Chicago Fed Governor and permadove, Charles Evans, stated in a Chicago speech Monday that the Fed’s balance sheet will rise to $4 trillion. He added that the economy will reach “self sustaining growth” (aka no more training wheels) at “escape velocity” (some sort of NASA lingo). Further, the “economy is doing pretty well," minus the student loan bubble, subprime auto loans, recent manufacturing data, or the recession in Europe. Evans also channeled Japan’s Abe stating he wanted inflation to 2%.
With that speech, stocks started to sell-off as algos tried to comprehend this new lingo.
One aspect many investors must understand is that company stock buybacks have led to light volume and better earnings given fewer shares. From a financial engineering view, companies have taken advantage of ZIRP to borrow and buyback shares. This accomplishes little beyond a temporary bump in stock prices and great bonuses for senior management with stock options. But it doesn’t create more corporate expansion, innovation or jobs.
More than just a little interesting on Monday was a 2,500 contract sale of silver before the open in electronic trading when volume was light. This was either a mistake, stupidity or, as is more likely, a margin call requiring immediate action. This pummeled silver (SLV) and precious metals prices including gold (GLD). Perhaps this margin call was something bulls had sniffed-out previously. Once the selling pressure ended in a perceived blow-off manner, bulls raced in to buy, causing a $60 reversal from the low in gold and over $2 in silver. This reversed the plunge if only for a trade perhaps. But it also reversed the deteriorating conditions in most commodity (DBC) sectors including base metals (DBB) and crude oil (USO).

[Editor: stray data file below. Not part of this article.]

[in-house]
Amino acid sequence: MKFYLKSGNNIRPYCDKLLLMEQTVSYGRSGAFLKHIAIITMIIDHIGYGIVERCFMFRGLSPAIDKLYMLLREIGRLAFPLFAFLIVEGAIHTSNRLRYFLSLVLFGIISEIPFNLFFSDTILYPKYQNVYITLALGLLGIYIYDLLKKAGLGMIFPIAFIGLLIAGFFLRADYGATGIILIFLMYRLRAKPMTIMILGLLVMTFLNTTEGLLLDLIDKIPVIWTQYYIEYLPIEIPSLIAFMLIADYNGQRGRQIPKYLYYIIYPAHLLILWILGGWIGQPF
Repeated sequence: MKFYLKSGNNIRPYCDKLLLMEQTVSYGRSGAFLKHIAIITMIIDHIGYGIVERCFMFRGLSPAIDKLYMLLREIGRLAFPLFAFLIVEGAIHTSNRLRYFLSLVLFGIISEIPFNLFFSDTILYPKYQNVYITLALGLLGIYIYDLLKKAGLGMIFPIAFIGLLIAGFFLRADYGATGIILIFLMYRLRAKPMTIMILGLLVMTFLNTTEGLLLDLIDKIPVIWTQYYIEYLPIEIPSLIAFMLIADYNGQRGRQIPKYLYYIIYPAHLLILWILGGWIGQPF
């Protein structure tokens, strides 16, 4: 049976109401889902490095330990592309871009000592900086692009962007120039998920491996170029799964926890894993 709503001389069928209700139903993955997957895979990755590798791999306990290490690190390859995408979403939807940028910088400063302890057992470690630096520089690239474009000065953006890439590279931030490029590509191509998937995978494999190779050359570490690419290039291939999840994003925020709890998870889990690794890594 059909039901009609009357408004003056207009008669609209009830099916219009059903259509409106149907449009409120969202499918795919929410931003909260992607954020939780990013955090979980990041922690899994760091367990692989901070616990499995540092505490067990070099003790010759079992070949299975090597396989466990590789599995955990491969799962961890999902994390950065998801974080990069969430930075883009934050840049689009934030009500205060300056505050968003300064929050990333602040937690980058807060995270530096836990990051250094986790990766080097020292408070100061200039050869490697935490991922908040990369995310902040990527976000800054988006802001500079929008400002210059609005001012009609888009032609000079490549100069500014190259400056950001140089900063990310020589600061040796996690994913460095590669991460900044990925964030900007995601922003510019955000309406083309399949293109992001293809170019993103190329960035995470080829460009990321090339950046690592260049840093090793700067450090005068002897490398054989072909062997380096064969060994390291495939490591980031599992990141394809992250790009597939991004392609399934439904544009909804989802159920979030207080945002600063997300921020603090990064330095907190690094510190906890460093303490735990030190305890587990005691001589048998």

On Monday, stocks opened slightly higher and then rose after a light $1.45 billion POMO action settled. But then, and coinciding with Evans’ speech, brought out some selling.
Underperforming sectors Monday were mostly in defensive sectors such as healthcare (XLV) and consumer staples (XLP), while gainers included financials (XLF) and energy (XLE).
Late breaking is a rumor that SAC Capital’s Steve Cohen is considering to shutter his hedge fund and return clients money in exchange for settlement of an insider trading lawsuit. If true, that’s a big story. Perhaps Cohen has had enough since he personally has his billions. Should this happen, it would be like a “reverse POMO”.
Volume was ultra-light once again and breadth per the WSJ was modestly positive.
There won’t be any economic data to speak of until Wednesday’s Existing Home Sales and Fed Minutes release in the afternoon. It shouldn’t surprise that Bernanke will be speaking Wednesday before the minutes are released.
Let’s see what happens.
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|WTI Crude Futr||96.43||-0.28||-0.29 %||05:51|
|US Dollar||83.84||0.09||0.12 %||00:52|
|Brazil||2705.58||1.18 %||-0.31 %||-0.81 %|
|Russia||770.49||1.00 %||1.27 %||-4.59 %|
|India||443.29||-0.90 %||1.73 %||3.08 %|
|China||62.33||1.54 %||2.73 %||-0.83 %|